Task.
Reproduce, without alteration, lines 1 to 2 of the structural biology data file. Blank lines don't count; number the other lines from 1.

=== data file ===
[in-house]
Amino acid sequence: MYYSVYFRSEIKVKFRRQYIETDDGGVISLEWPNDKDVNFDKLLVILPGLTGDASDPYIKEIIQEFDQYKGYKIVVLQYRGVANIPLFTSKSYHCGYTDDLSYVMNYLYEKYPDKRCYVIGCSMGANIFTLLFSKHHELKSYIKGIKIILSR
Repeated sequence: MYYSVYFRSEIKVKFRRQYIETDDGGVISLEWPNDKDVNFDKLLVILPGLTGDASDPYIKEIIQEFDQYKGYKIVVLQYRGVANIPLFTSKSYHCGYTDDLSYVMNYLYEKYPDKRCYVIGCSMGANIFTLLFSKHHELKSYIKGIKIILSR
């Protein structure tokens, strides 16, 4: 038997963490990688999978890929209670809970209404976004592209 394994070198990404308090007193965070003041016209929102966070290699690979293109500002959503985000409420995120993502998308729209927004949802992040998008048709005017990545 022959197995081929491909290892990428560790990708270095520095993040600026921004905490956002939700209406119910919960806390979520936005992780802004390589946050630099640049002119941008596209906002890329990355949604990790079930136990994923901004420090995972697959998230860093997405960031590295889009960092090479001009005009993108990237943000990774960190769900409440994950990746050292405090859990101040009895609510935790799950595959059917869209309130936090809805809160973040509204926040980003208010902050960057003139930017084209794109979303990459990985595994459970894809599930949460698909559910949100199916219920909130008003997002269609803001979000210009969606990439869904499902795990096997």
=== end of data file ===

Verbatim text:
[in-house]
Amino acid sequence: MYYSVYFRSEIKVKFRRQYIETDDGGVISLEWPNDKDVNFDKLLVILPGLTGDASDPYIKEIIQEFDQYKGYKIVVLQYRGVANIPLFTSKSYHCGYTDDLSYVMNYLYEKYPDKRCYVIGCSMGANIFTLLFSKHHELKSYIKGIKIILSR